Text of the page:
In this post, you’ll find collected quotes from Jenifer Lewis’ book: The Mother of Black Hollywood
A Letter To The Reader
You have your own story, your own song to tell and sing. Don’t sit back and hold it in. Secrets made me sick, stress held me back. I’ve witnessed fear ruin so many lived.
When I was young, I just knew somebody was coming to rescue me. A knight in shining armor, an angel, a guru, a priest, a director, a producer, a bird, a flower, a tree, a cloud, the moon—anything. And after all that praying and hoping and wishing, it came down to looking in the mirror, taking responsibility for my choices—every last one of them. And it wasn’t until I asked, asked, asked,—you have to ask—that someone did listen with a sincere smile and stood by my side and guided me gently. So, go beyond yourself and fight for it, damnit. Ain’t nobody promised you a rose garden without painful-ass thorns. Go beyond yourself, reach out, and you will touch a hand that will lift you up.
Because I have survived, I owe. Because I still have a smile on my face and am in good health, I owe. Because I live with bipolar disorder and thrive, I owe. Because I made it to the other side of sex addiction, I owe. Because my generation has left behind a world of chaos and environmental deterioration that the next is being made to clean up, I owe. Because while my role as the Mother of Black Hollywood started out as just that—a part to play—the platform has afforded me the opportunity to have so many young people come to me seeking answers to why, how, what, when… please, Miss Lewis? I owe. I owe it to the world to share what I have learned on my journey.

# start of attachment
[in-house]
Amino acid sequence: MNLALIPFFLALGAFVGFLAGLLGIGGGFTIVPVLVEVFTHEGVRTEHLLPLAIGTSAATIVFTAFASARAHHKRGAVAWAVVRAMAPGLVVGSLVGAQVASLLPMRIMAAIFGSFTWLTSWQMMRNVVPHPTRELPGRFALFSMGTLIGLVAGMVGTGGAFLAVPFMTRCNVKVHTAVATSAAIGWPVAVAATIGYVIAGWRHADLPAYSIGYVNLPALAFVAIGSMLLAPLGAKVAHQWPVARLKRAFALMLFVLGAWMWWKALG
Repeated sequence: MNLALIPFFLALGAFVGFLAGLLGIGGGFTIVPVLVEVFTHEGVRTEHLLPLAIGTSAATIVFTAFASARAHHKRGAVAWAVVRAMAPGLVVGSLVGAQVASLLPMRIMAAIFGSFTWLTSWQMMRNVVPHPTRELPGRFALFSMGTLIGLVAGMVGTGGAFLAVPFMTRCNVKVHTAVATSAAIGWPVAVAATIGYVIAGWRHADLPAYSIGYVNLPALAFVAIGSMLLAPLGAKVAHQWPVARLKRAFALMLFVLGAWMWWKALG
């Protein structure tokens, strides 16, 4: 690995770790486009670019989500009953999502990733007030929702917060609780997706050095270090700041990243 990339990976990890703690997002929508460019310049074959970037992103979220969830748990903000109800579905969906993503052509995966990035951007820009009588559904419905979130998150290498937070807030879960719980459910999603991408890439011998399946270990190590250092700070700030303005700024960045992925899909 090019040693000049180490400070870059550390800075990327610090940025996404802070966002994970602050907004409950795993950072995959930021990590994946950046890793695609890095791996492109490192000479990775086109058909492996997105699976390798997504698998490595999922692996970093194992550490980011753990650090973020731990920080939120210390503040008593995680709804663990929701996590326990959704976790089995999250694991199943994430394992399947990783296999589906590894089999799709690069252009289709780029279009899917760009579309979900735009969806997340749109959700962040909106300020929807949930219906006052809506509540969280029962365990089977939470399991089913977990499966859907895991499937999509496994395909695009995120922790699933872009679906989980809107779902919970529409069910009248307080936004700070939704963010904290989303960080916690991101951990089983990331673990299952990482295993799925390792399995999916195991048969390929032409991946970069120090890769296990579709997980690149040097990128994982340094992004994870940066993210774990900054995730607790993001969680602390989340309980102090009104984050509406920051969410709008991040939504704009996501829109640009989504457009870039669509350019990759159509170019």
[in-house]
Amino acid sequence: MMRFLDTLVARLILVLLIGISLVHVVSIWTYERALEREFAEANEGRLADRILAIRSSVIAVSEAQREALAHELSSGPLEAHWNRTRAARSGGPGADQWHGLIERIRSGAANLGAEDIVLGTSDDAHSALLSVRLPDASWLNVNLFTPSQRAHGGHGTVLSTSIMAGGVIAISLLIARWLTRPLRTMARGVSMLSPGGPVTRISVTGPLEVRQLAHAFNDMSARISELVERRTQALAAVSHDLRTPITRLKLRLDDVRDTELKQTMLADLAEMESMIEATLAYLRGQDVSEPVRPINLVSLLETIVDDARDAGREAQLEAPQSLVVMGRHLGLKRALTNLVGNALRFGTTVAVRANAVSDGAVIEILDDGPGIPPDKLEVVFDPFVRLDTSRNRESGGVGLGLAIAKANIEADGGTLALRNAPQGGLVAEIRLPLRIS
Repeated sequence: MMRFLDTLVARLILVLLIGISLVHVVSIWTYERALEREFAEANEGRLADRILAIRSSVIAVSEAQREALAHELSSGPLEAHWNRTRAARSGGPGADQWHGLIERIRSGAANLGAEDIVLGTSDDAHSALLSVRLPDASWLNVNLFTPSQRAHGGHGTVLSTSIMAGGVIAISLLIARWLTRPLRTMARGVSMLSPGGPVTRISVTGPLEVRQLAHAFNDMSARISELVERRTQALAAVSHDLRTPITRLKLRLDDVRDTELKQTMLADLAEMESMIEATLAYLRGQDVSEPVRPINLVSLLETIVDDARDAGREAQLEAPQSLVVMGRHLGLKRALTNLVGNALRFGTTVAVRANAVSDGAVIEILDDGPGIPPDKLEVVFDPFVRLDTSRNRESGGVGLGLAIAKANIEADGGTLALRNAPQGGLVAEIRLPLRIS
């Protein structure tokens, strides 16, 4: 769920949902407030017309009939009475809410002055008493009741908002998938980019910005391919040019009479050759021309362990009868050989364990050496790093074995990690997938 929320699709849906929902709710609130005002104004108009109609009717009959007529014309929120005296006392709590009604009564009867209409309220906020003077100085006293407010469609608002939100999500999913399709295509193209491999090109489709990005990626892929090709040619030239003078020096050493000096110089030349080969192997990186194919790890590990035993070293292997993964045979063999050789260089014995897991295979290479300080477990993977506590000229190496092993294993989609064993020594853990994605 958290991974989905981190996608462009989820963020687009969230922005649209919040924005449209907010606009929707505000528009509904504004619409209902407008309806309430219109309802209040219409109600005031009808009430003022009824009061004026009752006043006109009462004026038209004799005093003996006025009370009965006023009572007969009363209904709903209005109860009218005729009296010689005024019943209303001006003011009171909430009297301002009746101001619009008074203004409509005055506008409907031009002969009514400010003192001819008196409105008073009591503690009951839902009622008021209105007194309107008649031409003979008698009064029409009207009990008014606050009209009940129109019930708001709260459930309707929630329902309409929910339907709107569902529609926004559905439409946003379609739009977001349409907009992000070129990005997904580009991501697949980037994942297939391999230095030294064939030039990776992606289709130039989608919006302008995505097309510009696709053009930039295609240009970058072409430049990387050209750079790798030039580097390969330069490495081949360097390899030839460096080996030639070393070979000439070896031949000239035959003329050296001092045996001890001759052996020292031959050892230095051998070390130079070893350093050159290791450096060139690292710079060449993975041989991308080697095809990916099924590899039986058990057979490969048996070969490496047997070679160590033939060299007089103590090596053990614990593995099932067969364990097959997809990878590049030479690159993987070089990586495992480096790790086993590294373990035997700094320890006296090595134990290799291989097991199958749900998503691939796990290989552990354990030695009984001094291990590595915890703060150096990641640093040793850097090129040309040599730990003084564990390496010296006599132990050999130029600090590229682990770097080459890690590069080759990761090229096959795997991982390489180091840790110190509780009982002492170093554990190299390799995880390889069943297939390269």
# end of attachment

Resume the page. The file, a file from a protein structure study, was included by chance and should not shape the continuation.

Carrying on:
— 303 – 304
Chapter 15: On The Back Of A Two-Humped Camel
With aging comes clarity.
Number one: the elevator to success is broken—take the stairs. Number two: it is when you’re hardest hit that you mustn’t quit. Number three: love yourself so love will not be a stranger when it comes.
Chapter 12: Kicking Down Doors
I don’t need to get up if I can’t get up by myself.
Chapter 11: Dismissing the Diva
[…] once you’ve been a “have not,” you’re forever subject to moments that take you back.
Chapter 10: “It Ain’t That Kind of Call Motherfucker”
We think we’re going to kill our parents by confronting them. But people, including our parents, are often very much able to hear the truth. They may not take it well, but nobody dies from honesty.
I was dumbfounded when Rachel characterized my behavior as extreme. Had she said “you’re crazy,” I would have agreed. I had been crazy all my life. And when she said mental illness, I thought, bitch, you crazy. I associated mental illness with people who couldn’t function, with raving lunatics in straitjackets.
When you’re running, you take yourself with you.
Chapter 8: Hollywood Not Swinging
My modus operandi is to scare a bitch when I feel vulnerable.
It’s one thing to decide that therapy can help you. But’ it’s another thing to actually take the necessary steps to get it.
I’ve learned in life that what you give to others is what provides the most value to your life. There I was, a mess myself, yet I still had something to offer that would have an effect on another person’s world.
Chapter 6: “Ma’am, Are You a Delegate?”
The fact is many parents don’t, or can’t, give you everything you need. Mine couldn’t. So I went in search of substitutes. I often advise young people in this situation to understand there are probably people around every corner who will take them under their wing and help them on their way. But you have to ask.
Chapter 5: Love Versus Dreamgirls
[…] I disconnected from my history with this person in order to survive the present situation. […] This is what trauma does to you—it shuts you down and shuts you up.
Chapter 3: Don’t Tell Mama
You have a right to your thoughts. Have them all, feel them all, so you can get up and keep going.